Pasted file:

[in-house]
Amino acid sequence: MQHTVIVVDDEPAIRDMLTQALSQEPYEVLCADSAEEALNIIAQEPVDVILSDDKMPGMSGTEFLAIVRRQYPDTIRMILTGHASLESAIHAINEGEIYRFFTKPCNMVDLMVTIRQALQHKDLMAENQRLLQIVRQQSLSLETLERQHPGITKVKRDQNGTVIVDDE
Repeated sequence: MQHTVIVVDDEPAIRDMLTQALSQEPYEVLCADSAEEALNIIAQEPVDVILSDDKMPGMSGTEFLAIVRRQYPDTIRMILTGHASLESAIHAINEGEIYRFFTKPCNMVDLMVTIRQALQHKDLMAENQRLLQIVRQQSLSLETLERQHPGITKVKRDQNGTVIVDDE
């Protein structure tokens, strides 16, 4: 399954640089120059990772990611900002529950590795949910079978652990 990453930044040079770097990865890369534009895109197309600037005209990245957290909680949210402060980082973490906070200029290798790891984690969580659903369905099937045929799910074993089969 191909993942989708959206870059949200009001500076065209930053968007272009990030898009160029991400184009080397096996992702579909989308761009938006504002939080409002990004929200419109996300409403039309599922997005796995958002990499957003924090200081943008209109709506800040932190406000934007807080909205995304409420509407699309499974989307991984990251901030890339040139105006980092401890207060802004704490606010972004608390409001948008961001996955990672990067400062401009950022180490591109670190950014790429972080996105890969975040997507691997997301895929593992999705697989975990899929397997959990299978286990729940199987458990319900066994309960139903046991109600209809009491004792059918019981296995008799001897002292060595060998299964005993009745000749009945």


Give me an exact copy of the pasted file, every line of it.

[in-house]
Amino acid sequence: MQHTVIVVDDEPAIRDMLTQALSQEPYEVLCADSAEEALNIIAQEPVDVILSDDKMPGMSGTEFLAIVRRQYPDTIRMILTGHASLESAIHAINEGEIYRFFTKPCNMVDLMVTIRQALQHKDLMAENQRLLQIVRQQSLSLETLERQHPGITKVKRDQNGTVIVDDE
Repeated sequence: MQHTVIVVDDEPAIRDMLTQALSQEPYEVLCADSAEEALNIIAQEPVDVILSDDKMPGMSGTEFLAIVRRQYPDTIRMILTGHASLESAIHAINEGEIYRFFTKPCNMVDLMVTIRQALQHKDLMAENQRLLQIVRQQSLSLETLERQHPGITKVKRDQNGTVIVDDE
């Protein structure tokens, strides 16, 4: 399954640089120059990772990611900002529950590795949910079978652990 990453930044040079770097990865890369534009895109197309600037005209990245957290909680949210402060980082973490906070200029290798790891984690969580659903369905099937045929799910074993089969 191909993942989708959206870059949200009001500076065209930053968007272009990030898009160029991400184009080397096996992702579909989308761009938006504002939080409002990004929200419109996300409403039309599922997005796995958002990499957003924090200081943008209109709506800040932190406000934007807080909205995304409420509407699309499974989307991984990251901030890339040139105006980092401890207060802004704490606010972004608390409001948008961001996955990672990067400062401009950022180490591109670190950014790429972080996105890969975040997507691997997301895929593992999705697989975990899929397997959990299978286990729940199987458990319900066994309960139903046991109600209809009491004792059918019981296995008799001897002292060595060998299964005993009745000749009945």